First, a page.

The proof of the pudding

The pudding presen­ted to us by Muscat and his Labour Party during the election campaign was an attractive one and appeared very tasty indeed. The vast majority of the electorate were enticed by it and wanted a bite. The pudding is now in place and we all have to eat it, having backed Labour or not. We have already taken a bite or two but, unfortunately, it already seems a little rancid.

Many decisions, particularly where it concerned official appointments, have been largely drastic

The pudding came in the form of Malta Tagħna Lkoll but do we have evidence that it belongs to all of us during the first few weeks of Muscat’s premiership? That is for all to judge. And this reminds me of Dom Mintoff’s famous “kejk nazzjonali”; but not all were allowed to share that ‘national cake’. Many were left out of the tea party. But let’s be positive. I remember, way back in 1971 when Mintoff was elected and many of us youths were terrified, being told by some of our elders to give him a chance. I wasn’t prepared to do that but then I had no choice. In 1996, ironically it was I who was asking others to give Alfred Sant a chance (and he did seem to be implementing the slogan Malta Tagħna Lkoll). Look where Mintoff and Sant got us!

As we say, ‘third time lucky’ and I wish our new Government well, for selfish reasons, of course. Selfish in the sense that it is our Government (and if ever there was a mandate it is this time round) and my Government of course. If the Government is successful, then Malta is successful and you and I are successful. Good luck.

The Government has hit the ground running, as expected. But one slows down after a certain distance of running.

We speak of ‘the first 100 days’ or the ‘honeymoon period’. The honeymoon will be over long before one can imagine and the 100 days have been cut down by some 35 per cent.

Many decisions, particularly where it concerned official appointments, have been largely drastic, and I am sure there may be many such like yet to come.

Another thing. It is useless (though convenient) to blame the previous government for everything. Just get on with your own business.

And a piece of advice to the outgoing Government members. Do not react. Concentrate your efforts on reforming and rebuilding your party.

Which brings us to the PN leadership contest. There is an interesting mix of four candidates. Firstly, we have a deputy leader and formidable ex-MEP; secondly, we have a former minister, with a good track record in Government; we have a veteran politician, MP for some 25 years, I believe, and ex-minister with a myriad of portfolios.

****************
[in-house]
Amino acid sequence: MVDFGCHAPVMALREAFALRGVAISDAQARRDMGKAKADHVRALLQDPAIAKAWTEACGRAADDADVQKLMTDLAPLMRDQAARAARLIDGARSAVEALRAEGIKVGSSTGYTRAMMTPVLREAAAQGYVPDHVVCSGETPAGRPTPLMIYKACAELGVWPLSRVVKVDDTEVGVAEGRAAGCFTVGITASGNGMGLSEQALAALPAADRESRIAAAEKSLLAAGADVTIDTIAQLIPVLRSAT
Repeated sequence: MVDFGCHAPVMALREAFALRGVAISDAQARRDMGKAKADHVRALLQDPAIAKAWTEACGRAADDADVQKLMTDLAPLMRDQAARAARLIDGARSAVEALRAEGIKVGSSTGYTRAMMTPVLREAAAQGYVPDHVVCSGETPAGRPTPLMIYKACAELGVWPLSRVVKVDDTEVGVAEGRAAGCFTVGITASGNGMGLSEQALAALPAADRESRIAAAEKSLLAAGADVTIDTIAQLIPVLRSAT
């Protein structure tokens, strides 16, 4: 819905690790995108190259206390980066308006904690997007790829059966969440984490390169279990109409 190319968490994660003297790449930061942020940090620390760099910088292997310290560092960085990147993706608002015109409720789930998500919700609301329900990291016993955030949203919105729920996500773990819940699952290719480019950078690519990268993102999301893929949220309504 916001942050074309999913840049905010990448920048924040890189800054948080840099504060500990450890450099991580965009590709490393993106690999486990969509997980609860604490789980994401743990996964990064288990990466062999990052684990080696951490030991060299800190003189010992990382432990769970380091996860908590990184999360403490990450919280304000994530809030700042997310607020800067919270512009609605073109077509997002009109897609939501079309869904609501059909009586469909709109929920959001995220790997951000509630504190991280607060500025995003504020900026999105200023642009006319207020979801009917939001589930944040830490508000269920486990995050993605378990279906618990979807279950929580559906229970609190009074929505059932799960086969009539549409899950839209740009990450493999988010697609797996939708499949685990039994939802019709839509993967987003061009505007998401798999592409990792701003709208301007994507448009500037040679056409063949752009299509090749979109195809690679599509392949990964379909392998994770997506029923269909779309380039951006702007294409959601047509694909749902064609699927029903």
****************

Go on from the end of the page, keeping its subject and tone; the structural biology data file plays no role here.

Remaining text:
We then have a businessman, who is new to politics but brings an interesting breath of fresh air to the race – a technocrat, shall we say.

It is a pity that we do not have a female contestant. I could think of a couple of women candidates, not least those who made it to Parliament and have served the PN in the highest of roles.

What has bothered me tremendously, however, and I had also written about this during the Labour Party leadership contest, is the fact that the ‘electorate’ is limited to members of the party’s general council, which are only some 900-odd. To me, this is truly undemocratic.

These councillors are members of the party’s sectional committees, where I was involved in St Julian’s many moons ago, until1982. Many of them, and I do not want to be offensive in any way, but this is the truth, are just stooges placed there or at least pushed in by particular MPs or candidates. This is parochialism not democracy.

I remember the times when the PN would hold a congress and, if I recall correctly, the last one was held at the then Plaza Cinema in Bisazza Street.

The congress comprised all paid-up party members. That is the democratic way to do things. But I think I have made my point and I hope that this will be seriously considered (not this time round, of course – it is too late now).

A final point. The Government has created loads of new portfolios, which may be discussed and debated.

I was so happy with the one specifically for animal welfare. I believe that was such a wise move.

I have been writing about cruelty to animals for many years. Unfortunately, we are a heartless race when it comes to animals.

But we have already improved tremendously. I must give credit to former minister George Pullicino and his team for doing a tremendous amount of work in favour of our animals.

I wish success to Parliamentary Secretary Roderick Galdes in this regard.


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